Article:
Bill description: HB 354 would require local taxing districts to pass a resolution in order to reserve forgone balances.
Does it in any way restrict public access to information related to government activity or otherwise compromise government transparency or accountability? Conversely, does it increase public access to information related to government activity or increase government transparency or accountability?
In Idaho, whenever a local taxing district does not take the full 3% yearly property tax increase allowed by law, the amount of money it decided not to collect is considered a forgone increase.
Under the current law, taxing districts can record exactly how much money they could have collected in the current year from residents but did not. They can consider this amount a “forgone balance.” Unless the taxing district explicitly passes a resolution disclaiming the forgone balance, it can choose to collect that money at some point in the future, in addition to its yearly tax increase, as allowed by law.
In essence, forgone balance is a system whereby Idahoans can be retroactively taxed.
HB 354 would change the process for accumulating forgone balance by requiring that taxing districts explicitly pass a resolution to reserve the forgone balance for use in a future year. Instead of being able to accrue forgone balance by default, taxing districts would have to go through the very public process of passing a resolution to save that tax for the future.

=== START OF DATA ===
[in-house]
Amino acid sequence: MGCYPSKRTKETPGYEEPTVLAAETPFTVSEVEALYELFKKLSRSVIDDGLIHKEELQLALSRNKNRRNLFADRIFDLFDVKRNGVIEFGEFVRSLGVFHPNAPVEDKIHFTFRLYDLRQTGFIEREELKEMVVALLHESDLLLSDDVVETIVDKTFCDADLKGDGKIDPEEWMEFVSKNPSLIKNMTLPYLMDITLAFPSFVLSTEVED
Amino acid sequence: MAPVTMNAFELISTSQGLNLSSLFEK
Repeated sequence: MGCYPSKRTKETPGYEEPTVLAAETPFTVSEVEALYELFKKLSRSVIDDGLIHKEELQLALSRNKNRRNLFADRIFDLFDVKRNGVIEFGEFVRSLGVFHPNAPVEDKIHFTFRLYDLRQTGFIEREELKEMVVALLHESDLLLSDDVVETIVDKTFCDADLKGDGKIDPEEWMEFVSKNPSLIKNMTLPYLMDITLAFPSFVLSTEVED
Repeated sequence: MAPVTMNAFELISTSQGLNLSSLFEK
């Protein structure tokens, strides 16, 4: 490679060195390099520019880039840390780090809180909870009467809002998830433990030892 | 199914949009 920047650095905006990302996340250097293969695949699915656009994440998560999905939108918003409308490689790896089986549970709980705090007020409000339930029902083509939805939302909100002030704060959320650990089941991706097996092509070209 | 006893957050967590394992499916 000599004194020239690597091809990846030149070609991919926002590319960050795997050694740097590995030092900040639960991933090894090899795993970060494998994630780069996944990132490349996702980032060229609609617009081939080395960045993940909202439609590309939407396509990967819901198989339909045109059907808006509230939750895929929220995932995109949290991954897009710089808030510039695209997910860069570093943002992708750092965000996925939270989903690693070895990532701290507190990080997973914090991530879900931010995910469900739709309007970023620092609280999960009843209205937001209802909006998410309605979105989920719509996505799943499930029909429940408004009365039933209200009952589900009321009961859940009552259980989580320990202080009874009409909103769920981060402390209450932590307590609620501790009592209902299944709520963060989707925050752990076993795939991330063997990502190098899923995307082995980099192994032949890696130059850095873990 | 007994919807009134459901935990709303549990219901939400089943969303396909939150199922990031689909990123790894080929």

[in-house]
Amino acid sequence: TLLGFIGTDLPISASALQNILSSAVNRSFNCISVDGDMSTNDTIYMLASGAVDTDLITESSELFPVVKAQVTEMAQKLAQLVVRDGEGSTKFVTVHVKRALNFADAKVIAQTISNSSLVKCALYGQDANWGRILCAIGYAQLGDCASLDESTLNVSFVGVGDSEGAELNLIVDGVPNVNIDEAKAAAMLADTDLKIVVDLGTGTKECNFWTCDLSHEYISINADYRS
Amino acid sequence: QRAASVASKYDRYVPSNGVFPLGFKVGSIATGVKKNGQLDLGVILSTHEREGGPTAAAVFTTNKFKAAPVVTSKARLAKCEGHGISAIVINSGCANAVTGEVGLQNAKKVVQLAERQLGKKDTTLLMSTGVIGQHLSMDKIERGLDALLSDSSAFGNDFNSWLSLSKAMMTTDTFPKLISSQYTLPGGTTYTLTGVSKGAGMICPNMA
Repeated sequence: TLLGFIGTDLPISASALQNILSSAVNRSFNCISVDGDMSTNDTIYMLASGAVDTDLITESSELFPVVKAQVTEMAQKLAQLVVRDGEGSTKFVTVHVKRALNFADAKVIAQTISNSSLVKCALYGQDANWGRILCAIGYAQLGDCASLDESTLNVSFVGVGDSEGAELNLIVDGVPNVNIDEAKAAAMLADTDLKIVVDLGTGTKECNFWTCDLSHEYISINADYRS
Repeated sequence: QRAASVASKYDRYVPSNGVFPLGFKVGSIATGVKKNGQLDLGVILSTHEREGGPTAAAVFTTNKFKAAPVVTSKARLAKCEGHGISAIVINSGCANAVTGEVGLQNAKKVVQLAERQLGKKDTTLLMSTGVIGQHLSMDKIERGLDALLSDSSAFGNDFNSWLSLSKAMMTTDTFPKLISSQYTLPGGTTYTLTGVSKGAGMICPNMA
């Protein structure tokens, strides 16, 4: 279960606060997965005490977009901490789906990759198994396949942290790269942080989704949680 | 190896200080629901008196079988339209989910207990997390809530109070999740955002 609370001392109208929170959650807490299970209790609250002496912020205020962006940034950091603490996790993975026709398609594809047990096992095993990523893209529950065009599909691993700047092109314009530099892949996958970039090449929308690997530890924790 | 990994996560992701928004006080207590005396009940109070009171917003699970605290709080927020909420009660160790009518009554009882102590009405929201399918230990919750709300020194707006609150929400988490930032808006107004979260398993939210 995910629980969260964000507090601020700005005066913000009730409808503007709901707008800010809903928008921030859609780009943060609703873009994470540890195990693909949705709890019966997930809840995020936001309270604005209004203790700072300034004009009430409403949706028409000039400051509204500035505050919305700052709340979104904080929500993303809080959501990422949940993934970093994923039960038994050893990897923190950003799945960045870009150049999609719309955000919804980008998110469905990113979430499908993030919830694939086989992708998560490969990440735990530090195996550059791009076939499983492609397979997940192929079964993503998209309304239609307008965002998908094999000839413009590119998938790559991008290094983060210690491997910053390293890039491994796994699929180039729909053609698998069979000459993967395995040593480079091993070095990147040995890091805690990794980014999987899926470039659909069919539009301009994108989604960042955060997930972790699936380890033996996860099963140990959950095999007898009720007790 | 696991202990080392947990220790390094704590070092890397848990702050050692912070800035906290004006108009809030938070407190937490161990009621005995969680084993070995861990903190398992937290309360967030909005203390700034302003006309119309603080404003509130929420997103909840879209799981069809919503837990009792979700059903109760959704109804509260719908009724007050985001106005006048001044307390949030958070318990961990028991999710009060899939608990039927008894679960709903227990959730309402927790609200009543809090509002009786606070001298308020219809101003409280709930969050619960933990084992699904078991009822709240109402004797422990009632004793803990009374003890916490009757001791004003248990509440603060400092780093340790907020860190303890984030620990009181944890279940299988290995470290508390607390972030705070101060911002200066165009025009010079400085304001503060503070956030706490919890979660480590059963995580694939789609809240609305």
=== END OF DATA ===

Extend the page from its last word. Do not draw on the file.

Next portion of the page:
HB 354 would have a clear impact on government accountability, making the public a greater part of the forgone-balance process.
Does it directly or indirectly create or increase any taxes, fees, or other assessments? Conversely, does it eliminate or reduce any taxes, fees, or other assessments?
HB 354 could indirectly lower taxes for Idahoans. Under the current system of law, taxing districts have the power to collect forgone amounts without having to specifically reserve them. Consequently, many taxing districts have been reserving and collecting on forgone balances.
Of the over 1,000 taxing districts across the state, only three taxing districts disclaimed their forgone increase in 2018, totaling $780,316: Kootenai County, the City of Nampa, and the Twin Lakes Flood Control District. Comparatively, there were 73 districts that went the opposite route and decided to collect some of their forgone money from previous years, totaling over $8 million.
The current system of forgone balances in Idaho has allows taxing districts to collect taxes retroactively.
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